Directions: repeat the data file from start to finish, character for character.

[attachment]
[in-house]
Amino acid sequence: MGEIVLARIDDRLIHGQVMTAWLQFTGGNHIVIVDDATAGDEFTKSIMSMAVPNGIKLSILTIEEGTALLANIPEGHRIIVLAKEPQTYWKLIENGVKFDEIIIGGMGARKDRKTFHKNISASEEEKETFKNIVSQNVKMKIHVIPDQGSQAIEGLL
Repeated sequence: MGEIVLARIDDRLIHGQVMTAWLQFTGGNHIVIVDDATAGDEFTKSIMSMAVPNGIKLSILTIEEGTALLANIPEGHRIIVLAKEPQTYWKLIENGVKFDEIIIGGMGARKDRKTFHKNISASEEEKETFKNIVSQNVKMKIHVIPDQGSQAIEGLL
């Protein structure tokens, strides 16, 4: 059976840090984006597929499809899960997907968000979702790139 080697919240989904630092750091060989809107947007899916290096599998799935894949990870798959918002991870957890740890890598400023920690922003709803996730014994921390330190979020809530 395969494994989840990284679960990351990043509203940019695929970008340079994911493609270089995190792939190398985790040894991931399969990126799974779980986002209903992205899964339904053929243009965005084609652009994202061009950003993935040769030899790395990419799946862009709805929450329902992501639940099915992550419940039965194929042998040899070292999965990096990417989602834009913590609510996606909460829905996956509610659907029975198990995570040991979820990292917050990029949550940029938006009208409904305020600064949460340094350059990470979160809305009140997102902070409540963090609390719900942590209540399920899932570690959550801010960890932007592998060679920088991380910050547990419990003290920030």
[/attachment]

[in-house]
Amino acid sequence: MGEIVLARIDDRLIHGQVMTAWLQFTGGNHIVIVDDATAGDEFTKSIMSMAVPNGIKLSILTIEEGTALLANIPEGHRIIVLAKEPQTYWKLIENGVKFDEIIIGGMGARKDRKTFHKNISASEEEKETFKNIVSQNVKMKIHVIPDQGSQAIEGLL
Repeated sequence: MGEIVLARIDDRLIHGQVMTAWLQFTGGNHIVIVDDATAGDEFTKSIMSMAVPNGIKLSILTIEEGTALLANIPEGHRIIVLAKEPQTYWKLIENGVKFDEIIIGGMGARKDRKTFHKNISASEEEKETFKNIVSQNVKMKIHVIPDQGSQAIEGLL
């Protein structure tokens, strides 16, 4: 059976840090984006597929499809899960997907968000979702790139 080697919240989904630092750091060989809107947007899916290096599998799935894949990870798959918002991870957890740890890598400023920690922003709803996730014994921390330190979020809530 395969494994989840990284679960990351990043509203940019695929970008340079994911493609270089995190792939190398985790040894991931399969990126799974779980986002209903992205899964339904053929243009965005084609652009994202061009950003993935040769030899790395990419799946862009709805929450329902992501639940099915992550419940039965194929042998040899070292999965990096990417989602834009913590609510996606909460829905996956509610659907029975198990995570040991979820990292917050990029949550940029938006009208409904305020600064949460340094350059990470979160809305009140997102902070409540963090609390719900942590209540399920899932570690959550801010960890932007592998060679920088991380910050547990419990003290920030």